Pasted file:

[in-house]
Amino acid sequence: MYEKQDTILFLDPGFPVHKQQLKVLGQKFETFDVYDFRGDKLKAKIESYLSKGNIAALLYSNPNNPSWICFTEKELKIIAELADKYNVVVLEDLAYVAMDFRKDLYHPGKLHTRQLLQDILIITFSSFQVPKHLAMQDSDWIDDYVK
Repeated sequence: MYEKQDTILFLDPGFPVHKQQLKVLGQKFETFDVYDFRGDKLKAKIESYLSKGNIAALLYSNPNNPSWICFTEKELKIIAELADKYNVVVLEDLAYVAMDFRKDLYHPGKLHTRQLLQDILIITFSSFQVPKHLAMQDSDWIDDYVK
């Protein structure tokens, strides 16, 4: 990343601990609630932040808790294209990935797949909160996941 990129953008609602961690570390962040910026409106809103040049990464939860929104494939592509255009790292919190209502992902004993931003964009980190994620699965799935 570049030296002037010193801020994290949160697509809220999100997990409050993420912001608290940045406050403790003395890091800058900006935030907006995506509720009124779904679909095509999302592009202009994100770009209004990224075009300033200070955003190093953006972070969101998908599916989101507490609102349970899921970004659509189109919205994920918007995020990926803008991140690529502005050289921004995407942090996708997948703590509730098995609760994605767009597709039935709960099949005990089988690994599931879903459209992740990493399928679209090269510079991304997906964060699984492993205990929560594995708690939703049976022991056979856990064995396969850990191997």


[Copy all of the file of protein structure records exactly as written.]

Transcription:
[in-house]
Amino acid sequence: MYEKQDTILFLDPGFPVHKQQLKVLGQKFETFDVYDFRGDKLKAKIESYLSKGNIAALLYSNPNNPSWICFTEKELKIIAELADKYNVVVLEDLAYVAMDFRKDLYHPGKLHTRQLLQDILIITFSSFQVPKHLAMQDSDWIDDYVK
Repeated sequence: MYEKQDTILFLDPGFPVHKQQLKVLGQKFETFDVYDFRGDKLKAKIESYLSKGNIAALLYSNPNNPSWICFTEKELKIIAELADKYNVVVLEDLAYVAMDFRKDLYHPGKLHTRQLLQDILIITFSSFQVPKHLAMQDSDWIDDYVK
């Protein structure tokens, strides 16, 4: 990343601990609630932040808790294209990935797949909160996941 990129953008609602961690570390962040910026409106809103040049990464939860929104494939592509255009790292919190209502992902004993931003964009980190994620699965799935 570049030296002037010193801020994290949160697509809220999100997990409050993420912001608290940045406050403790003395890091800058900006935030907006995506509720009124779904679909095509999302592009202009994100770009209004990224075009300033200070955003190093953006972070969101998908599916989101507490609102349970899921970004659509189109919205994920918007995020990926803008991140690529502005050289921004995407942090996708997948703590509730098995609760994605767009597709039935709960099949005990089988690994599931879903459209992740990493399928679209090269510079991304997906964060699984492993205990929560594995708690939703049976022991056979856990064995396969850990191997």